– I can back all that I have that the honorable member has money in his pocket, but I would not go into a witness-box and swear it. If there are no such things as secret commissions, why did the Victorian Government bring in a Bill to deal with them ? No one can point a finger at Messrs. Gibbs, Bright, and Company, or Messrs. Elder, Smith, and Company, but it is not fair that these firms should be singled out from others equally honest, equally trustworthy, and equally businesslike.
Sin John Forrest. - The honorable member made no complaint in referenceto this matter when he was supporting the Government that effected the purchase.
– Perhaps I did not have the opportunity of doing so. I have a suggestion to offer, that is, to change our wheat into flour, and thus use two vessels in the place of three, because two shiploads of flour are equal to three shiploads of wheat; and to ship our flour to America, ‘because two voyages can be made to America in the time taken to send wheat to France or England.
– And we would be keeping the bran and pollard here.
– By keeping the bran and pollard here we would be conferring a great’” benefit on our producers, our poultry farmers, and our cattle raisers. As the’ Pacific is free from submarines and other enemy vessels, it is practically safe so far as human beings can make it. Another benefit accruing to Australia by carrying out my suggestion would be the large employment that would be afforded to people in every State The mills would be working full time. We should be able .to make an arrangement with America to ship one bag of flour from her east coast to England for every two bags that we land on her west coast. While we have more wheat on our hands than we need, America has less than she needs. If necessary, our troops could also be carried in the vessels taking our flour to America. We know that mines have been laid as far south, in the Atlantic as the Cape of Good Hope, that the Suez Canal route is dangerous, that the Mediterranean Sea is full of danger, that the Gibraltar passage is precarious, and that the Channel cannot be protected as we would wish. Therefore, let us grist our wheat, and send it across the- Pacific to America, and save one ship in every three.
If we also send our soldiers by the Sydney-San Francisco route the combined fleets of the Allies and America need only protect the seaway from America to France. They can concentrate their ships of war between America and France in order to prevent submarine attacks on our shipping. “We know that England, the heart of the Empire, is suffering from shortage of food, and if we can do anything to lessen the strain, it is our duty to do it.
.- The Leader of the Opposition referred to a question I asked of the Prime Minister the other day with regard to the shifting of wheat from our shores. At present the whole of the cargoes of wheat are under the control of Elder, Smith & Co., and Gibbs, Bright & Co., and no freight arrangements can be made except through those firms. A firm in Sydney, on my advice, made application to the Government for permission to transfer a cargo of 6,000 tons of wheat to San Francisco, and the reply received by the firm from the Wheat Board was -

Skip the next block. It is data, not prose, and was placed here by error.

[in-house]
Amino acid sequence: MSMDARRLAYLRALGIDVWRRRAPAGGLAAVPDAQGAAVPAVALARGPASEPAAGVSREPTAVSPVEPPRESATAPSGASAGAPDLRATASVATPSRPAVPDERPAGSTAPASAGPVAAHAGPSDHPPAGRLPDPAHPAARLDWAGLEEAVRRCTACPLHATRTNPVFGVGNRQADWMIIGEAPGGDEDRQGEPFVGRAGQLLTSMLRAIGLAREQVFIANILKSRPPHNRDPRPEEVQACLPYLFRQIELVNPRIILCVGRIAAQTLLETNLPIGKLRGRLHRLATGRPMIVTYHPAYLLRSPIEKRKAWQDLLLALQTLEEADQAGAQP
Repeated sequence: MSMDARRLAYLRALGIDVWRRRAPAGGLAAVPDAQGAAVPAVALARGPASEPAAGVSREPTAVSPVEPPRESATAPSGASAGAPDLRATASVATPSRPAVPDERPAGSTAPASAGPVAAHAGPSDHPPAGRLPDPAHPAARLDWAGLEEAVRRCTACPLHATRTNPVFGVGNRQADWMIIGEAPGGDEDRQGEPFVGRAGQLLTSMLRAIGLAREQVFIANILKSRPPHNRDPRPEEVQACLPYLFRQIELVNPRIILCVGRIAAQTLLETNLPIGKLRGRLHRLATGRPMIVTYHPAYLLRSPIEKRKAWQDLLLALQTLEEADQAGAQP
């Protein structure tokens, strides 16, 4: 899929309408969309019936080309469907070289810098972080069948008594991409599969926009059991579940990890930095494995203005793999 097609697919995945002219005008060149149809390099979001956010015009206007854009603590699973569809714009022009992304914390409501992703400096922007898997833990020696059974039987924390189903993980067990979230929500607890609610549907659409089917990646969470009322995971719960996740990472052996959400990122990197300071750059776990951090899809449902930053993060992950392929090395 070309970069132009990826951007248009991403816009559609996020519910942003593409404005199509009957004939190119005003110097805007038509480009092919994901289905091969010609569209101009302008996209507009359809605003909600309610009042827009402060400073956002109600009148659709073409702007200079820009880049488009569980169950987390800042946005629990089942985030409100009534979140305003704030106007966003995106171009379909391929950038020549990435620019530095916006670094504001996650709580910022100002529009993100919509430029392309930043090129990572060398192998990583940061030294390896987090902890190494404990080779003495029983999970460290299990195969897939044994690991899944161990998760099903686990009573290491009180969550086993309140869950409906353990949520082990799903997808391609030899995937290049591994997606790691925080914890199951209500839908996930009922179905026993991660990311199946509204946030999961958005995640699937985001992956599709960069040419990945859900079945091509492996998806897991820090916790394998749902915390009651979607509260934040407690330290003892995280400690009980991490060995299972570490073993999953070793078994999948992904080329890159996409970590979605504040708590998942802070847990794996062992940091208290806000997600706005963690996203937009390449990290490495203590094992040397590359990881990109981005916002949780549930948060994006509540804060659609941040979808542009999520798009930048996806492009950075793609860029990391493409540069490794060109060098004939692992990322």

In reply to your letter of even date, I regret to inform you that this Board cannot quote wheat f.o.b. for the Pacific coast, as desired by you. I suggest that you get into touch with the chartering agents, Messrs. Elder, Smith ft Co. Ltd., and Messrs. Gibbs, Bright ft Co., with a view to arranging a charter of the vessel referred to by you to the Wheat Board.’
Our object to-day should be to get rid of the wheat we have in Australia.
– I am afraid that the honorable member is going beyond the scope of the Bill, the object of which is to allow Australian ships to carry other than Australian produce.
– And that involves payment to the chartering agents at so much per ton. I am referring to a distinct offer to carry Australian produce to the Pacific coast. Yet the Government regulations have so tied up the freight question that no person can bring vessels to Australia to load wheat unless those vessels are chartered to the Government agents. Naturally, a firm says, “ We are not going to transfer our charter to the Wheat Board, because, if we do that, the Wheat Board may put the vessel into competition with the business of the owner.” The owner of the vessel in question is one of the biggest millers on the Pacific coast, and he desires to get Australian wheat for milling “at San Francisco.
– Is not that vessel under the American flag?
– I believe it is. ‘ The Wheat Board says that the vessel must be transferred to the agents who control all wheat charters.
– Do you think the owner will’ do that?
– Of course he will not. But the Government ought to allow any vessel that will come to Australia to carry away our wheat.
– I moved the adjournment of the House two years ago on that question, and nobody supported me.
– Perhaps the honorable member did not succeed in making his case clear to the House on that occasion. Perhaps if I read the correspondence I have received on this subject it may state the case more clearly to honorable members.
– Does not the wheat belong to the British Government?
– A lot of the wheat in Australia does hot belong to the British Government.